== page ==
[In the Stage One finale], Spitfire won $100,000. I was watching the end of Stage One — some people saw me watching it on my phone like, “What are you doing?” I’m like “I’m watching Overwatch.” Then, first off, “What’s that? I don’t play video games.” It’s like, “Well, Overwatch is a first-person shooter. You run around, you shoot stuff, you’re on a team.” They go, “Why is this important?” It’s like, “Well, one, I like it, and they’re playing for 100 grand.” Then people stop, and they go, “Wait, what?” Then they try to learn more about it because I think that people vote with their dollar. So when they see lots of dollars going towards a thing they go, “Oh, this thing is clearly important.”

Unfortunately, that’s a thing in our society right now. I think for casual people who don’t play video games who might come across it, they might see it on ESPN, or they might just see it randomly pop up online on whatever they’re browsing around on. When they see this dollar sign amount cash prize attached, suddenly they go, “Oh, someone has invested their money into this because it’s of some importance, so let me now see what this is.”

I feel like that’s the hook for a lot of people that don’t play video games, and then when they see how fun it is, and see the personalities involved, and see how great the game is then they go, “Oh, I start to understand this a little bit more now.” I wish it wasn’t like that. I wish that people just saw awesome stuff happening, people getting hype and then they’re like, oh cool I’ll watch this.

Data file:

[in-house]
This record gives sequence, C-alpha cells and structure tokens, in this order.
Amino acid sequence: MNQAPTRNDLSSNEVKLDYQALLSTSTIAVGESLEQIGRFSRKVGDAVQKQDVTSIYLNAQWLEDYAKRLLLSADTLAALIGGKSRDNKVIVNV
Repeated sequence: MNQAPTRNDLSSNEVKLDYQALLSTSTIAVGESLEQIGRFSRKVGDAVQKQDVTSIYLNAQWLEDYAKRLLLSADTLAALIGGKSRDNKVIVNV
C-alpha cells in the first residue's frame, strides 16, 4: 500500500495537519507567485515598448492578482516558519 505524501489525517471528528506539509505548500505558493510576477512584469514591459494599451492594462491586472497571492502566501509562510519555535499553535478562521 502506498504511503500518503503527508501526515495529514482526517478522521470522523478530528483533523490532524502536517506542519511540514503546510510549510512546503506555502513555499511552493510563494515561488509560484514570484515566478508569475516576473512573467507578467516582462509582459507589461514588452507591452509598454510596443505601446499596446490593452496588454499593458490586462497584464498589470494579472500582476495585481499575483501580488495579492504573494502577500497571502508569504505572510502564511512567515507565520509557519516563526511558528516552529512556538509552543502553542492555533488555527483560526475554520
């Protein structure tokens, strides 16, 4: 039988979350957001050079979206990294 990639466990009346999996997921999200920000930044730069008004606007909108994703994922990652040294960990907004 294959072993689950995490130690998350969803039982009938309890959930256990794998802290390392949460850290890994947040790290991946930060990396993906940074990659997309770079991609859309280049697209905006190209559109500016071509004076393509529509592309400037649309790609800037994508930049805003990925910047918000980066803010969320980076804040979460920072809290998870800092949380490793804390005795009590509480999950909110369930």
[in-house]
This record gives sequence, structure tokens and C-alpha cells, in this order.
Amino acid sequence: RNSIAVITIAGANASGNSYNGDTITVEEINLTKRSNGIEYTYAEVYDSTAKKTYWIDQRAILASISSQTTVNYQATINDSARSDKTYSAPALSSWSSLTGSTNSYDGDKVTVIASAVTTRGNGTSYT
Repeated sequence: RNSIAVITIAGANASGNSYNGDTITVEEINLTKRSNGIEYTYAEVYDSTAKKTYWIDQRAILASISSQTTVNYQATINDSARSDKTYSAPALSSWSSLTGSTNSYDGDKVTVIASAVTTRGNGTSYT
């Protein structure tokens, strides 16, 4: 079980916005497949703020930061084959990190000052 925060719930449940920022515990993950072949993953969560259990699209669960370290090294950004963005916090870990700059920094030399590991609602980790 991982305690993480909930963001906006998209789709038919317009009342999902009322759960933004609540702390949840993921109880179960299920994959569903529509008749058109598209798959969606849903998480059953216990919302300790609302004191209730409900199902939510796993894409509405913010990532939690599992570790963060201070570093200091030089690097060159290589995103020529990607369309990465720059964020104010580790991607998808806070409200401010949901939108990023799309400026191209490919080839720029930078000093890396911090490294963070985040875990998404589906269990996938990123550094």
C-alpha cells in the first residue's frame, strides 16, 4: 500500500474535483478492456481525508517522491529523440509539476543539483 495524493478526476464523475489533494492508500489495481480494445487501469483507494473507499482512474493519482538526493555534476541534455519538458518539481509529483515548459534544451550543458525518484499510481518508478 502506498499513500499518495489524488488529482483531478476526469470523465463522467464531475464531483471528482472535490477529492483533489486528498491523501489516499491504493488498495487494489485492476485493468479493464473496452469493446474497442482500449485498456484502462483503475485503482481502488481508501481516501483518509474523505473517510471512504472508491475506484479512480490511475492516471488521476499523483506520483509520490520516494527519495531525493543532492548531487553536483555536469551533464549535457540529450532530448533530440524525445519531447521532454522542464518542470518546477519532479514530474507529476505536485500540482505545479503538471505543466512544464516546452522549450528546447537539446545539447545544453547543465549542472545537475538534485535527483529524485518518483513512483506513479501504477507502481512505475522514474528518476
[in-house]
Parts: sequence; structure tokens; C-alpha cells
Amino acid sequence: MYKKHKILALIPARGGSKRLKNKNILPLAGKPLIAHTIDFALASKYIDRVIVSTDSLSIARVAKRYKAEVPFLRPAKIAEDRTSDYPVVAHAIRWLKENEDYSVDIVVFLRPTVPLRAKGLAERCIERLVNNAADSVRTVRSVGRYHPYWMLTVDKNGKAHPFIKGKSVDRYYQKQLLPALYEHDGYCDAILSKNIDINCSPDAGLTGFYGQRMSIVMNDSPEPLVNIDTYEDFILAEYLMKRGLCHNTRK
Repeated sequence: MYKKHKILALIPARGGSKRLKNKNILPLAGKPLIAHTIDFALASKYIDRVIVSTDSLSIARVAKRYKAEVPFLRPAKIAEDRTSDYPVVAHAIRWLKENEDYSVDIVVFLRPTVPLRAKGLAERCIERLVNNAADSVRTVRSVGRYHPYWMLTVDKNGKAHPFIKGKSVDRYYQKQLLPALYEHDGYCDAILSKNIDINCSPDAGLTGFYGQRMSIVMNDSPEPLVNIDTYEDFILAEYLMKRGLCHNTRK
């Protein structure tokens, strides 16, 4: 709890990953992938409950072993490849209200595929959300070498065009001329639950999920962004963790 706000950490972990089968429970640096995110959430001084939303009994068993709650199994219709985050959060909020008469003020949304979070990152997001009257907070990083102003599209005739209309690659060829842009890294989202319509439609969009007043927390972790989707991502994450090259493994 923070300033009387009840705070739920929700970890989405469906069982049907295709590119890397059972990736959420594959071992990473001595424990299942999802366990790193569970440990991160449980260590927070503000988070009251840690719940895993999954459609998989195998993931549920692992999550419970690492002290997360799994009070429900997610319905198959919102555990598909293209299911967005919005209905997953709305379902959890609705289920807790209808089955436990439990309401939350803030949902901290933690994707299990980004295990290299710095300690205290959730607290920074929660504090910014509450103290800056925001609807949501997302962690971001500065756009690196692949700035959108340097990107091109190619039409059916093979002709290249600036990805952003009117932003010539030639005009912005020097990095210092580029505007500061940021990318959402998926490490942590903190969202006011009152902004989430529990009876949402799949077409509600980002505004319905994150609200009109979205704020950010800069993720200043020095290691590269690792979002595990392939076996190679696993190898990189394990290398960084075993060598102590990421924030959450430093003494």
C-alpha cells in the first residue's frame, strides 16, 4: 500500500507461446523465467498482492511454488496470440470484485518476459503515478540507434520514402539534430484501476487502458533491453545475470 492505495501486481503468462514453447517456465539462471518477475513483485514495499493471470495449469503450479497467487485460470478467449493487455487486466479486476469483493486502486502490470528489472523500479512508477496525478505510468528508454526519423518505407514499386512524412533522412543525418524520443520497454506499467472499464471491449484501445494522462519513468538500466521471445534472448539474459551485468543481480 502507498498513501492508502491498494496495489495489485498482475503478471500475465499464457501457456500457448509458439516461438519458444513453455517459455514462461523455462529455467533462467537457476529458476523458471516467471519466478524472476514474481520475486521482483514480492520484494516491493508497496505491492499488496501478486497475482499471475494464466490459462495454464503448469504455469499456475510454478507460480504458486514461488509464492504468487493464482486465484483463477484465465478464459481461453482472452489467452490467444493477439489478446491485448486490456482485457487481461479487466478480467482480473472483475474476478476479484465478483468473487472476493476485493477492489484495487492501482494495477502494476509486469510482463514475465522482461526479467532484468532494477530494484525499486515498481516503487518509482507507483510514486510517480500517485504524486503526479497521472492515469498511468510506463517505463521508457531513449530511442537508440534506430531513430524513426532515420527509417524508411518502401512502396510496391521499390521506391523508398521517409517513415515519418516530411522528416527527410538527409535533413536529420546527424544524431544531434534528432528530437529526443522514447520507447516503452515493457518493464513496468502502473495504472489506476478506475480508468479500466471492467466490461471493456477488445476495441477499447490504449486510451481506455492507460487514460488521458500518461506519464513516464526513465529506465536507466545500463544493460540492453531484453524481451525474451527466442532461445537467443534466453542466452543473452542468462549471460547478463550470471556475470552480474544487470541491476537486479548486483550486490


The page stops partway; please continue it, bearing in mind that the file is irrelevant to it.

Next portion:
I think from a social aspect too things kind of help, because when we do have these big matches of tournaments in this Overwatch League, and they do clip off like awesome play, and a person who doesn’t play video games might not know what that awesome play is, but then when they cut to this side of the audience and everyone’s jumping up and high-fiving, they go, “Oh, okay. Now I saw this on Instagram and now I want to know what this is from.” And they backtrack and do the work, and they go, “Oh, Overwatch, what is this?” Then they start playing the game, and now they understand it next time that they see it.

When you guys came out at the Royal Rumble, you had the kente cloth-accented gear, and Kofi was rocking the Kyrie 4 quality BHMs. Instantly when you guys came out I was like, “Oh my god, this is their Black History Month gear. This is the coolest, swaggiest stuff I’ve ever seen in my entire life.” I was so stoked, and sure enough you guys wore it all through February and I know Big E’s talked a little bit on social media, what it’s all about. Do you want to tell us a little bit about the inspiration behind that, and how long are you gonna keep rocking it? Is there going to be any merch with the kente cloth-inspired stuff on it?